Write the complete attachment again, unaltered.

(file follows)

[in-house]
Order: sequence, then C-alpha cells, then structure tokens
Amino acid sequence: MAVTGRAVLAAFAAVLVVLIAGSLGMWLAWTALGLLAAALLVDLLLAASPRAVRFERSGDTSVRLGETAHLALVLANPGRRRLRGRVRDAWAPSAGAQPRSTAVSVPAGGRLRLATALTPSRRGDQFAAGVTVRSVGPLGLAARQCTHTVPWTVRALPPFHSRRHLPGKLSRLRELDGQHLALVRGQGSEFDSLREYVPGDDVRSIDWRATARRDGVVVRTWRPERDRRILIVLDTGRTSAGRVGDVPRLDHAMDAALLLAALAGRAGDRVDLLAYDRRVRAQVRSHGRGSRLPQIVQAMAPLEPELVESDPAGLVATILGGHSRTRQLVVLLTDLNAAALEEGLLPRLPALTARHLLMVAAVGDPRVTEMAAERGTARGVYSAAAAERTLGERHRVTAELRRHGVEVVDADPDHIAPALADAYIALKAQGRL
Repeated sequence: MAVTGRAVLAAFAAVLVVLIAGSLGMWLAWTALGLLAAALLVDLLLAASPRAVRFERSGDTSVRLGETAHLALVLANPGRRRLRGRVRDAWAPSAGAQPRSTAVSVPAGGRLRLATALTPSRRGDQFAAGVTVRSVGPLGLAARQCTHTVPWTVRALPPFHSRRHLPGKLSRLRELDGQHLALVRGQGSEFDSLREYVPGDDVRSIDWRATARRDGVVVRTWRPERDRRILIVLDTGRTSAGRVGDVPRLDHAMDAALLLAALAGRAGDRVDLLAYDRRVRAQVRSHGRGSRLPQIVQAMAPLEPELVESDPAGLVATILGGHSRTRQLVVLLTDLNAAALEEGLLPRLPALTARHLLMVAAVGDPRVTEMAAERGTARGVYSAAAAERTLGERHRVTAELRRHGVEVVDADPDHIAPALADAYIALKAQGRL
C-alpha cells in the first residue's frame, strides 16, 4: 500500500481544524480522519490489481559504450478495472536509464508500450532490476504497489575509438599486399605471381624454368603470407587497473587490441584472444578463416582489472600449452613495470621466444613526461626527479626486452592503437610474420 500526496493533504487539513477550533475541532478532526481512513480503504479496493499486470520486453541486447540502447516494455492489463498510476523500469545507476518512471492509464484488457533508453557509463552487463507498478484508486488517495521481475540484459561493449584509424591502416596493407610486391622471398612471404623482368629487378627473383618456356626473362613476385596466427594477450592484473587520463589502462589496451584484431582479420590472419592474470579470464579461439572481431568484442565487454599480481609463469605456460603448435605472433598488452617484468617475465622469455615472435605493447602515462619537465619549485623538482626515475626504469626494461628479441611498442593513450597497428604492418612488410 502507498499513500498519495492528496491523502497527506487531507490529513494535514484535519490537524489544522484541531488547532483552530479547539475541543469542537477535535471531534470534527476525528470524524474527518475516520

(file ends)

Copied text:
[in-house]
Order: sequence, then C-alpha cells, then structure tokens
Amino acid sequence: MAVTGRAVLAAFAAVLVVLIAGSLGMWLAWTALGLLAAALLVDLLLAASPRAVRFERSGDTSVRLGETAHLALVLANPGRRRLRGRVRDAWAPSAGAQPRSTAVSVPAGGRLRLATALTPSRRGDQFAAGVTVRSVGPLGLAARQCTHTVPWTVRALPPFHSRRHLPGKLSRLRELDGQHLALVRGQGSEFDSLREYVPGDDVRSIDWRATARRDGVVVRTWRPERDRRILIVLDTGRTSAGRVGDVPRLDHAMDAALLLAALAGRAGDRVDLLAYDRRVRAQVRSHGRGSRLPQIVQAMAPLEPELVESDPAGLVATILGGHSRTRQLVVLLTDLNAAALEEGLLPRLPALTARHLLMVAAVGDPRVTEMAAERGTARGVYSAAAAERTLGERHRVTAELRRHGVEVVDADPDHIAPALADAYIALKAQGRL
Repeated sequence: MAVTGRAVLAAFAAVLVVLIAGSLGMWLAWTALGLLAAALLVDLLLAASPRAVRFERSGDTSVRLGETAHLALVLANPGRRRLRGRVRDAWAPSAGAQPRSTAVSVPAGGRLRLATALTPSRRGDQFAAGVTVRSVGPLGLAARQCTHTVPWTVRALPPFHSRRHLPGKLSRLRELDGQHLALVRGQGSEFDSLREYVPGDDVRSIDWRATARRDGVVVRTWRPERDRRILIVLDTGRTSAGRVGDVPRLDHAMDAALLLAALAGRAGDRVDLLAYDRRVRAQVRSHGRGSRLPQIVQAMAPLEPELVESDPAGLVATILGGHSRTRQLVVLLTDLNAAALEEGLLPRLPALTARHLLMVAAVGDPRVTEMAAERGTARGVYSAAAAERTLGERHRVTAELRRHGVEVVDADPDHIAPALADAYIALKAQGRL
C-alpha cells in the first residue's frame, strides 16, 4: 500500500481544524480522519490489481559504450478495472536509464508500450532490476504497489575509438599486399605471381624454368603470407587497473587490441584472444578463416582489472600449452613495470621466444613526461626527479626486452592503437610474420 500526496493533504487539513477550533475541532478532526481512513480503504479496493499486470520486453541486447540502447516494455492489463498510476523500469545507476518512471492509464484488457533508453557509463552487463507498478484508486488517495521481475540484459561493449584509424591502416596493407610486391622471398612471404623482368629487378627473383618456356626473362613476385596466427594477450592484473587520463589502462589496451584484431582479420590472419592474470579470464579461439572481431568484442565487454599480481609463469605456460603448435605472433598488452617484468617475465622469455615472435605493447602515462619537465619549485623538482626515475626504469626494461628479441611498442593513450597497428604492418612488410 502507498499513500498519495492528496491523502497527506487531507490529513494535514484535519490537524489544522484541531488547532483552530479547539475541543469542537477535535471531534470534527476525528470524524474527518475516520